Characterization of the microbiology within a 21 m3section of rock from the deep subsurface
- Cite this article as:
- Haldeman, D.L., Amy, P.S., Ringelberg, D. et al. Microb Ecol (1993) 26: 145. doi:10.1007/BF00177049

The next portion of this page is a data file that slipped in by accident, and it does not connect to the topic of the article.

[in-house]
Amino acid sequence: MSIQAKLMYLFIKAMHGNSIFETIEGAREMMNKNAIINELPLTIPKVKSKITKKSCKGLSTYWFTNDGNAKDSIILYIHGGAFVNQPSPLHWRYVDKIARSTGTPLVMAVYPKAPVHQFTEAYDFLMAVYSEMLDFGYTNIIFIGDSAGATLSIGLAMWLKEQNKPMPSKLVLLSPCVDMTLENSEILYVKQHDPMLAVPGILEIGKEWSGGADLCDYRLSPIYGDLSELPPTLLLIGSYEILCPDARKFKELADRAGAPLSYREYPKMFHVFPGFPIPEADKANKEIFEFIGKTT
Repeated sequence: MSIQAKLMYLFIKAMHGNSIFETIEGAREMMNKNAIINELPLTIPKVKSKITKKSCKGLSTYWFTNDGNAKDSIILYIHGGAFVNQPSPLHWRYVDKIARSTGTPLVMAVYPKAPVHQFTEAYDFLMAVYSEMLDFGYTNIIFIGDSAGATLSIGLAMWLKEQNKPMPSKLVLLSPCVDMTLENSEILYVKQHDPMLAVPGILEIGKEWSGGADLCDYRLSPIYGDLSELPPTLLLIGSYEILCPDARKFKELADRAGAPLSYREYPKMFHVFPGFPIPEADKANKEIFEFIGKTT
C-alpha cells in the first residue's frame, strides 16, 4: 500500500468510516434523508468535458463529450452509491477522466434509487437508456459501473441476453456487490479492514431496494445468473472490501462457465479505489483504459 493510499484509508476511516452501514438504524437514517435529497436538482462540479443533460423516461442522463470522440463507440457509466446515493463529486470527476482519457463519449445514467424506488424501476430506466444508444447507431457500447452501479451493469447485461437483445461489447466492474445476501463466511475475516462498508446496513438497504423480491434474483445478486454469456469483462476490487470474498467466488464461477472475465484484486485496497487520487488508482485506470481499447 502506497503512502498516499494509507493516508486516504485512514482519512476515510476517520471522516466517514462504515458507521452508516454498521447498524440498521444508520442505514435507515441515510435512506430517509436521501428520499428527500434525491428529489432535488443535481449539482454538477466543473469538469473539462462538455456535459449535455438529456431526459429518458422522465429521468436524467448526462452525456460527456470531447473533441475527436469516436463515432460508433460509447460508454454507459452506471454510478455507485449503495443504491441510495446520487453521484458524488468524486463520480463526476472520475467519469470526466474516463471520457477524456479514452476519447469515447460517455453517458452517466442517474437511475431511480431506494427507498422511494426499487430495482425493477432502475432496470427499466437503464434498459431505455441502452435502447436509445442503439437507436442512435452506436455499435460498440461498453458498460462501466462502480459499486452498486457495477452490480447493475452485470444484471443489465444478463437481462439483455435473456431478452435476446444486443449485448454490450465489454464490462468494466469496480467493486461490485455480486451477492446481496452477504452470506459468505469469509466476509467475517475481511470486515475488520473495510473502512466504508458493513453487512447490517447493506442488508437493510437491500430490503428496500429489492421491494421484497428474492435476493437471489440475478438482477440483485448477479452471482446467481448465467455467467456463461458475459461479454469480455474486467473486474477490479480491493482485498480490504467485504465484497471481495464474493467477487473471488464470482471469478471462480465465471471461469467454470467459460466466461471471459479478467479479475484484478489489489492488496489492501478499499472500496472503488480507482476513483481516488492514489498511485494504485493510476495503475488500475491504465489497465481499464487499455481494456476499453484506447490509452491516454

The distribution of aerobic chemoheterotrophic microorganisms within a 21 m3 section of deep subsurface rock was determined. Nineteen samples for microbiological analysis were aseptically taken by hand from the walls of a 400 m deep subsurface tunnel after an alpine miner created fresh rock faces 0.76, 1.52, 2.28, and 3.04 m into the tunnel wall. The direct counts were several orders of magnitude greater than viable counts in all samples. One of each morphologically distinct bacterial type from each sample was purified and analyzed for fatty acid methyl esters (FAME) using the Microbial Identification System (MIDI). Numbers of bacterial types, diversity, and equitability of recoverable microbial communities were the same or similar using either morphotype or FAME analyses as the basis for distinguishing between bacterial types. Twenty-nine genera (Euclidean distance of ⩽25) were found within the rock section, while 28 of the 210 bacterial types isolated were nonculturable under the growth regime required for cluster analysis. Most isolates clustered at the genus level with Arthrobacter, Gordona, and Acinetobacter. Two genera, containing 16 isolates, were unmatched to known organisms within the MIDI data base and clustered with other isolates at a Euclidean distance greater than 50. While some species (Euclidean distance ⩽10) were recovered from multiple sites within the rock section, most were found at 1–3 sites and usually without a definitive pattern of distribution.